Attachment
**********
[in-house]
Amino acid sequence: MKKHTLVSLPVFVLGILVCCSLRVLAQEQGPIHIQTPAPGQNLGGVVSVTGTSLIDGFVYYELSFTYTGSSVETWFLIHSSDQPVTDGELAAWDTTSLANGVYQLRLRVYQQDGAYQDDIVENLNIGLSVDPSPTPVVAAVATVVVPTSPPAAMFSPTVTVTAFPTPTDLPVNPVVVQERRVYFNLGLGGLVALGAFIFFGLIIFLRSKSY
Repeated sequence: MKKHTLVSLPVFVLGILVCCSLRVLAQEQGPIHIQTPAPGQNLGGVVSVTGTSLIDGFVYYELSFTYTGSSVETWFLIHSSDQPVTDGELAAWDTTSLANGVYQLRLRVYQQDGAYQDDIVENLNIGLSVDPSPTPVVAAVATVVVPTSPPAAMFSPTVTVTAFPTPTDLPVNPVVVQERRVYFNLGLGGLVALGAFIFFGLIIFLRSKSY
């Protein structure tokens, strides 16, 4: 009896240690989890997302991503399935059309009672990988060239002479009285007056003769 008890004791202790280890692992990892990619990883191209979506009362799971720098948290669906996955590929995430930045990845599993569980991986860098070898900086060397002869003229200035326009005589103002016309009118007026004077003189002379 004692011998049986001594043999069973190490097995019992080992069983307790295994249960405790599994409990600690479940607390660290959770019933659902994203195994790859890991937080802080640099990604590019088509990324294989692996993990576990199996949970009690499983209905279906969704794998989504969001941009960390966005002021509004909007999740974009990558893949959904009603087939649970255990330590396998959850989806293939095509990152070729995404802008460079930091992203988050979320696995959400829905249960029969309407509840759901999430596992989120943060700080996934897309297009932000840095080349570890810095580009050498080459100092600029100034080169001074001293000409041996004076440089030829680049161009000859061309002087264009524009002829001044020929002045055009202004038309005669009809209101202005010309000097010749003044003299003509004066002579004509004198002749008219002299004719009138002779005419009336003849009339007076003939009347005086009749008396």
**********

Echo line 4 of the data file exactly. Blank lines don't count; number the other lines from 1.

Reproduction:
């Protein structure tokens, strides 16, 4: 009896240690989890997302991503399935059309009672990988060239002479009285007056003769 008890004791202790280890692992990892990619990883191209979506009362799971720098948290669906996955590929995430930045990845599993569980991986860098070898900086060397002869003229200035326009005589103002016309009118007026004077003189002379 004692011998049986001594043999069973190490097995019992080992069983307790295994249960405790599994409990600690479940607390660290959770019933659902994203195994790859890991937080802080640099990604590019088509990324294989692996993990576990199996949970009690499983209905279906969704794998989504969001941009960390966005002021509004909007999740974009990558893949959904009603087939649970255990330590396998959850989806293939095509990152070729995404802008460079930091992203988050979320696995959400829905249960029969309407509840759901999430596992989120943060700080996934897309297009932000840095080349570890810095580009050498080459100092600029100034080169001074001293000409041996004076440089030829680049161009000859061309002087264009524009002829001044020929002045055009202004038309005669009809209101202005010309000097010749003044003299003509004066002579004509004198002749008219002299004719009138002779005419009336003849009339007076003939009347005086009749008396």